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Abstract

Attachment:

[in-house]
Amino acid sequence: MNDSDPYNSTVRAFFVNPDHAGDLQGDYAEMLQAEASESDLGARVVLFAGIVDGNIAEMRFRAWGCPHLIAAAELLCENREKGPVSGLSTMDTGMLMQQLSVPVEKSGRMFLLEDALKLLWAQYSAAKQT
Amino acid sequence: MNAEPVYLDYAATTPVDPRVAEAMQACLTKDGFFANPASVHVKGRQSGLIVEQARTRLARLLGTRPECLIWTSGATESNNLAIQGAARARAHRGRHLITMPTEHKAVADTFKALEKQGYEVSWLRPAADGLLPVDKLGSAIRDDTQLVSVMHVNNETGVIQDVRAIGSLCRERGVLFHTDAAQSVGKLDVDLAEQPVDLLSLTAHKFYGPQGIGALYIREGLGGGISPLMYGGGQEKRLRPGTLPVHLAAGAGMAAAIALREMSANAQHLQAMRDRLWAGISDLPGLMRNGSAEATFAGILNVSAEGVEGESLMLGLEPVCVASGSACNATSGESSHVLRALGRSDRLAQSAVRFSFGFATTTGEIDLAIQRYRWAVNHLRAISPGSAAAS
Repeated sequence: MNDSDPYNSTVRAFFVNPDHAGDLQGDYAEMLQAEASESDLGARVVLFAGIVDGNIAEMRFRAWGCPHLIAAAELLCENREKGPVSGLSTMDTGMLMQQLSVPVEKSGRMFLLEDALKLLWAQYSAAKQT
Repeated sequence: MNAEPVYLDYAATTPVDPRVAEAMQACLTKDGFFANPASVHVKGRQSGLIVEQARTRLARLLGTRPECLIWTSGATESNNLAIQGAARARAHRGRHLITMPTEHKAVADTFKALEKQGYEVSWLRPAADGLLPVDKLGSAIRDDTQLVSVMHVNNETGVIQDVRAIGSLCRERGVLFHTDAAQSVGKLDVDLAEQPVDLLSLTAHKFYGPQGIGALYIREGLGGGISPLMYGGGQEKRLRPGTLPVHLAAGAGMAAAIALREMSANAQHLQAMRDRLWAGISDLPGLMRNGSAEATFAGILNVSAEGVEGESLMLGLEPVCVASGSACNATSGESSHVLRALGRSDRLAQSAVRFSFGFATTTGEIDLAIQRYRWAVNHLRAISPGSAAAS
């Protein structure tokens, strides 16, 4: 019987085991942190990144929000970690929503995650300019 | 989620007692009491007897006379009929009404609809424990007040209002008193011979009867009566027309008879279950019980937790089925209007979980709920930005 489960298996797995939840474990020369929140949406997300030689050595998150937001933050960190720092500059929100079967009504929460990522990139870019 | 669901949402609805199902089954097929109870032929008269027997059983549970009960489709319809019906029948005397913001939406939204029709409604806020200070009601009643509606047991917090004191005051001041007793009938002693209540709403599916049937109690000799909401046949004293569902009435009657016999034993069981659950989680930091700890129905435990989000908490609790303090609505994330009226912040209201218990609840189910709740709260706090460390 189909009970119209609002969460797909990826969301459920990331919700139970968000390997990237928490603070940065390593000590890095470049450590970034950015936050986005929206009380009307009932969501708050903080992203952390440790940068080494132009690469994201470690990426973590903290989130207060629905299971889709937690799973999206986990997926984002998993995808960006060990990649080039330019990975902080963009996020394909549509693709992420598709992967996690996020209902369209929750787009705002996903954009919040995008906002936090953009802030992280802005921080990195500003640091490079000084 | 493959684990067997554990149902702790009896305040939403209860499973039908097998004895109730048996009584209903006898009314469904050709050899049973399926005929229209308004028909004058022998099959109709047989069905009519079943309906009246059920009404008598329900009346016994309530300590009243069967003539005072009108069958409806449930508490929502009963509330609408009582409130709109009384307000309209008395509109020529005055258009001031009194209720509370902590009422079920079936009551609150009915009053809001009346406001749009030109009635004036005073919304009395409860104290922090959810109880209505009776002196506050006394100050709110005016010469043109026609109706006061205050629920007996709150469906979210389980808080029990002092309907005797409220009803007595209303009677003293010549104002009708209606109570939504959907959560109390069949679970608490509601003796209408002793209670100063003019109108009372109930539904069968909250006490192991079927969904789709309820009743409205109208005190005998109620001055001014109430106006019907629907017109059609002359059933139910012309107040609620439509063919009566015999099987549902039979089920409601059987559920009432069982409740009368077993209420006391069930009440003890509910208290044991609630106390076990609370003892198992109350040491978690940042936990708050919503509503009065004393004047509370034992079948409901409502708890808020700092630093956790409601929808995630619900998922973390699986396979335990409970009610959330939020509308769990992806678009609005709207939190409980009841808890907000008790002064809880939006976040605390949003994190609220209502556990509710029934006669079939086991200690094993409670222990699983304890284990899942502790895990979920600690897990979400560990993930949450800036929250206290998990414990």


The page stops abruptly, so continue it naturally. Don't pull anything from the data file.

The use of trellises to support vine crops such as tomato, squash and cucumber may result in increased fruit quality compared to the conventional practice of allowing the vines to run freely on the ground. Other stated advantages of the trellis system include better canopy light interception, better control of pest and ease of harvesting. However, there is still much debate over whether the use of trellises results in increased yield. The objective of this study was to determine the performance of trellis grown cucumber vs. conventional practice. A two year study was done at the FAMU research and extension center, Quincy Florida. The experimental design was a randomized complete block with three treatments: A-frame trellis, wire trellis and conventional practice as a control. Parameters measured included fruit size (length and circumference), fruit quality and total yield. Treatment effects were evaluated by Analysis of Variance and Fisher's exact test. Despite numerically higher numbers of spoiled fruits from the conventional practice, the results showed no significant treatment effect. The study concluded that the use of trellises provided no advantage over the conventional system with respect to the parameters measured.

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